E-commerce packaging waste becoming a bigger issue

With the rise of online shopping, the packaging waste is becoming more of an issue. Here's a look at why and at some of the early work to solve the problem.

Before online shopping became a global phenomenon, goods were mostly shipped in bulk to brick-and-mortar stores. Bulk packaging and shipping had its upsides, especially when compared to the cost, labor and waste involved in shipping individual packages. While the environmental impact from online shopping is attributable to many factors, a key element is e-commerce packaging waste.

The sheer size of the online shopping market is a major contributor to the e-commerce packaging issue. According to the December 2016 Pew Research Center "Online Shopping and E-Commerce" report, eight in 10 Americans are online shoppers, and 15% buy online every week. And Forrester predicted that, by 2022, U.S. online retail sales will grow to 17% of total retail sales.

Origins of e-commerce packaging waste

Traditional packaging utilizes logistics in moving products in bulk among suppliers, warehouses and stores. This mode requires optimized packaging to protect the product, keep costs down and create efficiency in shipping.

E-commerce packaging does not have a bulk logistics system to navigate or take advantage of. Therefore, it needs its own model. The packaging is not focused on promotional value but on shipping costs and preventing loss through shipping damage. But that is just the beginning of the formation of an environmental footprint.

e-commerce waste reduction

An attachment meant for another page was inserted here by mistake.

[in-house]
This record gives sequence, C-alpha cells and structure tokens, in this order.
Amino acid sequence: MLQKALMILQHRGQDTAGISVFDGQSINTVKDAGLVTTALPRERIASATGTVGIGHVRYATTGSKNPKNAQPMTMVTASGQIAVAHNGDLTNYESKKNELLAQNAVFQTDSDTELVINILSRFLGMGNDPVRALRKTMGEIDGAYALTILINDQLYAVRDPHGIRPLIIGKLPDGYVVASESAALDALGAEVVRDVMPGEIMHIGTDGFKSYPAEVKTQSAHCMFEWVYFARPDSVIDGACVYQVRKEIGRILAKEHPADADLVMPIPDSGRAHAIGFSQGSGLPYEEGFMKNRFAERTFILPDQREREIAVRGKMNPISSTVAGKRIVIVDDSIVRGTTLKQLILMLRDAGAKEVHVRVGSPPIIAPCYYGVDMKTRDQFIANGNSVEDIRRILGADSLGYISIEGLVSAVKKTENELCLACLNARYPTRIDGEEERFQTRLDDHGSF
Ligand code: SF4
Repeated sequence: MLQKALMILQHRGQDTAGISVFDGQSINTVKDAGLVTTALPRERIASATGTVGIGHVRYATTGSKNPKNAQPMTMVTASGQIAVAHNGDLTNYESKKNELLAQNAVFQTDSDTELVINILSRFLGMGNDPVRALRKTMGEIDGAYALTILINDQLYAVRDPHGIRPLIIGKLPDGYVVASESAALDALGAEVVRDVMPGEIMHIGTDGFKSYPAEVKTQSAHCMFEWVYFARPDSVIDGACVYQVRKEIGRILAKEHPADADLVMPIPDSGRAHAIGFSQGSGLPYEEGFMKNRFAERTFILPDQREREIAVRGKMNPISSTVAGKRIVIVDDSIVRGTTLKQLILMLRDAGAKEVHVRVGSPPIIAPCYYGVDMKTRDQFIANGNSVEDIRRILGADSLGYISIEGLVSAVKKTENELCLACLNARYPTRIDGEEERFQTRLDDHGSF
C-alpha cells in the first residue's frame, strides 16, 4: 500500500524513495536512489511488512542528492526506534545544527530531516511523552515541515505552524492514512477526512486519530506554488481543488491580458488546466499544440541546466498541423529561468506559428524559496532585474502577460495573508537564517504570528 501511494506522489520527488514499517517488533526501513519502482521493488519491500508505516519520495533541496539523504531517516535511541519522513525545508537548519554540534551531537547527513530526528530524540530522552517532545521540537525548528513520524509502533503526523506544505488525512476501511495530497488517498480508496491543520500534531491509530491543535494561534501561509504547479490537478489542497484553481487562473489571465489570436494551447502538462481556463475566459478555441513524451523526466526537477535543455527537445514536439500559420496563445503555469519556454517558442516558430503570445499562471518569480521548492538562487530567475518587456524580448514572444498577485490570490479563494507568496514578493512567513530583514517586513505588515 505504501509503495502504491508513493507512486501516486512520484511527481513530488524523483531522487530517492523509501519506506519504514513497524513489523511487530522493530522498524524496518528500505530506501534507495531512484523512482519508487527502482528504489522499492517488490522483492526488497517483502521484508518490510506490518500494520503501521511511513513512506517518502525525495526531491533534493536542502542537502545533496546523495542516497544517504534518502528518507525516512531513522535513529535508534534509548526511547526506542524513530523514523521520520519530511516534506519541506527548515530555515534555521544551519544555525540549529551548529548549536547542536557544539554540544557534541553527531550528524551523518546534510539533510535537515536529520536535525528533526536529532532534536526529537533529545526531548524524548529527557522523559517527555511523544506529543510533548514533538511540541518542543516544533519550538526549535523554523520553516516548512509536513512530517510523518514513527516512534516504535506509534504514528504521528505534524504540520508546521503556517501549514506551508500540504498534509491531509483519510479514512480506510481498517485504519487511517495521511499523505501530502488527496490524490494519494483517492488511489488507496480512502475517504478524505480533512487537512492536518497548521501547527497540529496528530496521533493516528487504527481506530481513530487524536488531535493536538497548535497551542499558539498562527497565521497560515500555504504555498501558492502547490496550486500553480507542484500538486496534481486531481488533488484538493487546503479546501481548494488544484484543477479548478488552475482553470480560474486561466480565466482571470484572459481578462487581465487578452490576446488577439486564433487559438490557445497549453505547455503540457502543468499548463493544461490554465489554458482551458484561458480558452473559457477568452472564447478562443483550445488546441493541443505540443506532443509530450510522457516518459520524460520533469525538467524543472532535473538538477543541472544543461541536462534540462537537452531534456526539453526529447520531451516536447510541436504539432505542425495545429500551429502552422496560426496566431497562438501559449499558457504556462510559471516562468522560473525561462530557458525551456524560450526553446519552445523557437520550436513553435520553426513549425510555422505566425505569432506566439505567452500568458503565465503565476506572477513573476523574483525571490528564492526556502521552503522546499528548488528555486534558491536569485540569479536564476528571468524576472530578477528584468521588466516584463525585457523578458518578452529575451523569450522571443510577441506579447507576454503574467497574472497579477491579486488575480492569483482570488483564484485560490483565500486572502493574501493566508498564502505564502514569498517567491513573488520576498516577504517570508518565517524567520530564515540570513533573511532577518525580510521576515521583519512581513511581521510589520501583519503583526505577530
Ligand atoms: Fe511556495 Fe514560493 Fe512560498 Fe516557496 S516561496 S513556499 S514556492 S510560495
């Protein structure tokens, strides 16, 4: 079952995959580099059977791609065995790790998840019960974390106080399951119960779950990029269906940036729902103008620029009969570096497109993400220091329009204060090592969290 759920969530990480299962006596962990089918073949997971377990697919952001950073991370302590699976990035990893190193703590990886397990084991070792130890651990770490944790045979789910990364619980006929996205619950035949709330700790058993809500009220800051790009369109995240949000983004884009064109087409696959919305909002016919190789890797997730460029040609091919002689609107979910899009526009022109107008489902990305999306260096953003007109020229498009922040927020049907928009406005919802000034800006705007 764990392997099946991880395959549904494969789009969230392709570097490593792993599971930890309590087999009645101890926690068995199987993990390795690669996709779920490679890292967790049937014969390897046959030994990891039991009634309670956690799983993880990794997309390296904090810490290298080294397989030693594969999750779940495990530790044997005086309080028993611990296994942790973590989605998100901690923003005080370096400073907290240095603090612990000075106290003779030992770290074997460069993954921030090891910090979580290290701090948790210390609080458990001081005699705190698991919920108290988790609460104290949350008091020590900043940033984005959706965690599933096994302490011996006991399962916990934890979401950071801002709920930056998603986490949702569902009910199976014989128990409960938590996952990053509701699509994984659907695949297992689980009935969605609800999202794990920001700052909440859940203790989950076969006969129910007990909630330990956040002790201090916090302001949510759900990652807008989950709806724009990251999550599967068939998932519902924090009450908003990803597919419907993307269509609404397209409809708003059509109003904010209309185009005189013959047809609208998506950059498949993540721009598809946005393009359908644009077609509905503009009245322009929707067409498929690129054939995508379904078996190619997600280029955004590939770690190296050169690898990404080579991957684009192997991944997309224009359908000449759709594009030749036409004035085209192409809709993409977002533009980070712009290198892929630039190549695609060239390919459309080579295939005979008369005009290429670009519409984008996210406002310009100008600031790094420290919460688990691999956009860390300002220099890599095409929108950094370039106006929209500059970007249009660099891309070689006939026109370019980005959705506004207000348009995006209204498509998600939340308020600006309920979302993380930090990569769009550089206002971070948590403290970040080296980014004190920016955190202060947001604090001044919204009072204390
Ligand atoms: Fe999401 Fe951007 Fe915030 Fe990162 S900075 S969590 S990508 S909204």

The e-commerce logistics system involves more service providers and processes than the traditional retail environment. "Products are handled an average of five times in a traditional retail supply chain, as handling is highly mechanized with the use of pallets and forklifts. In the e-commerce network, products tend to be handled manually and may potentially be handled 20 times or more," according to a January 2017 white paper by Ameripen, the American Institute for Packaging and the Environment.

While retailers are struggling to make both models more sustainable, a third model is rising to complicate the calculations further: omnichannel distribution, which integrates both online and in-store consumer experiences. In an omnichannel system, "the consumer or product provider may leverage aspects of both systems. The consumer may purchase online but choose to pick up in-store, or a retailer may use a storefront as a fulfillment center -- inventorying or even shipping directly from within," according to the Ameripen paper.

Many retailers are heavily motivated to improve supply chain sustainability overall, with special attention to e-commerce packaging waste -- whether through reducing the impact on the environment, being "green" in the eyes of environmentally conscious buyers or minimizing packaging and shipping costs. Given the extreme competitiveness in retail, most are keyed in to all three.

"Today, given the rise in the number of socially conscious millennials and increasing costs of shipping, the right-sizing of packaging is critical for sustainability, cost reduction and maintaining a positive brand image," said Sean Wilcox, vice president of marketing at GrandCanals, an e-commerce analytics provider.